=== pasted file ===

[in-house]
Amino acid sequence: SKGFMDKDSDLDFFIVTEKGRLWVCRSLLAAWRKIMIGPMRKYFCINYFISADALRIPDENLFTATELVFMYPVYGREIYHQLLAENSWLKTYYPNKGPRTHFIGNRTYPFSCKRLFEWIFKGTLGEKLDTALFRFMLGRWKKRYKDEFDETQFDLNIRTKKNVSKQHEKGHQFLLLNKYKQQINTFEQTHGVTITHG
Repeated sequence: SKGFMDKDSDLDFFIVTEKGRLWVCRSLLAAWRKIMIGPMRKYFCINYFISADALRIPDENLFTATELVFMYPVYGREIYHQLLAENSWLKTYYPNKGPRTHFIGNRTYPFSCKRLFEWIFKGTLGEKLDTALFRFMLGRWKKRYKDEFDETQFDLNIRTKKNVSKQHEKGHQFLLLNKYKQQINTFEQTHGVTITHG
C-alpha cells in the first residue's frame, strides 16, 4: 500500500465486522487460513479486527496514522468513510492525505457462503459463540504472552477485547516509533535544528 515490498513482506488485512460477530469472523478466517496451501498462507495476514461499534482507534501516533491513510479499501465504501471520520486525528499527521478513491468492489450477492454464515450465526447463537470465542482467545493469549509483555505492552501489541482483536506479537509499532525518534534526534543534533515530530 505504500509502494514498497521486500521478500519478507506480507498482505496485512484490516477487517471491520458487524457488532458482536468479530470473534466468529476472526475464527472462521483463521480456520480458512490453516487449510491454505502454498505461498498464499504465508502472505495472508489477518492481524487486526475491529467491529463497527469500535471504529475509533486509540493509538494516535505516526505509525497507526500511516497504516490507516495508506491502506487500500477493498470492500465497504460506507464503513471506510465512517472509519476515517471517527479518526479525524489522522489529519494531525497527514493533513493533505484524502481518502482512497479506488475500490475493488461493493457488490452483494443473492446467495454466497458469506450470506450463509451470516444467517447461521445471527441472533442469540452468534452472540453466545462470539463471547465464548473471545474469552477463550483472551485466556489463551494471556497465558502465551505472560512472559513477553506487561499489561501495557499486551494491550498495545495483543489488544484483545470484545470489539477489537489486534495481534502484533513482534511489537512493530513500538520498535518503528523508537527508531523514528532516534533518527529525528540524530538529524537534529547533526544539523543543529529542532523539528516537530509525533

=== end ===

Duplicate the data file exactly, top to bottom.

[in-house]
Amino acid sequence: SKGFMDKDSDLDFFIVTEKGRLWVCRSLLAAWRKIMIGPMRKYFCINYFISADALRIPDENLFTATELVFMYPVYGREIYHQLLAENSWLKTYYPNKGPRTHFIGNRTYPFSCKRLFEWIFKGTLGEKLDTALFRFMLGRWKKRYKDEFDETQFDLNIRTKKNVSKQHEKGHQFLLLNKYKQQINTFEQTHGVTITHG
Repeated sequence: SKGFMDKDSDLDFFIVTEKGRLWVCRSLLAAWRKIMIGPMRKYFCINYFISADALRIPDENLFTATELVFMYPVYGREIYHQLLAENSWLKTYYPNKGPRTHFIGNRTYPFSCKRLFEWIFKGTLGEKLDTALFRFMLGRWKKRYKDEFDETQFDLNIRTKKNVSKQHEKGHQFLLLNKYKQQINTFEQTHGVTITHG
C-alpha cells in the first residue's frame, strides 16, 4: 500500500465486522487460513479486527496514522468513510492525505457462503459463540504472552477485547516509533535544528 515490498513482506488485512460477530469472523478466517496451501498462507495476514461499534482507534501516533491513510479499501465504501471520520486525528499527521478513491468492489450477492454464515450465526447463537470465542482467545493469549509483555505492552501489541482483536506479537509499532525518534534526534543534533515530530 505504500509502494514498497521486500521478500519478507506480507498482505496485512484490516477487517471491520458487524457488532458482536468479530470473534466468529476472526475464527472462521483463521480456520480458512490453516487449510491454505502454498505461498498464499504465508502472505495472508489477518492481524487486526475491529467491529463497527469500535471504529475509533486509540493509538494516535505516526505509525497507526500511516497504516490507516495508506491502506487500500477493498470492500465497504460506507464503513471506510465512517472509519476515517471517527479518526479525524489522522489529519494531525497527514493533513493533505484524502481518502482512497479506488475500490475493488461493493457488490452483494443473492446467495454466497458469506450470506450463509451470516444467517447461521445471527441472533442469540452468534452472540453466545462470539463471547465464548473471545474469552477463550483472551485466556489463551494471556497465558502465551505472560512472559513477553506487561499489561501495557499486551494491550498495545495483543489488544484483545470484545470489539477489537489486534495481534502484533513482534511489537512493530513500538520498535518503528523508537527508531523514528532516534533518527529525528540524530538529524537534529547533526544539523543543529529542532523539528516537530509525533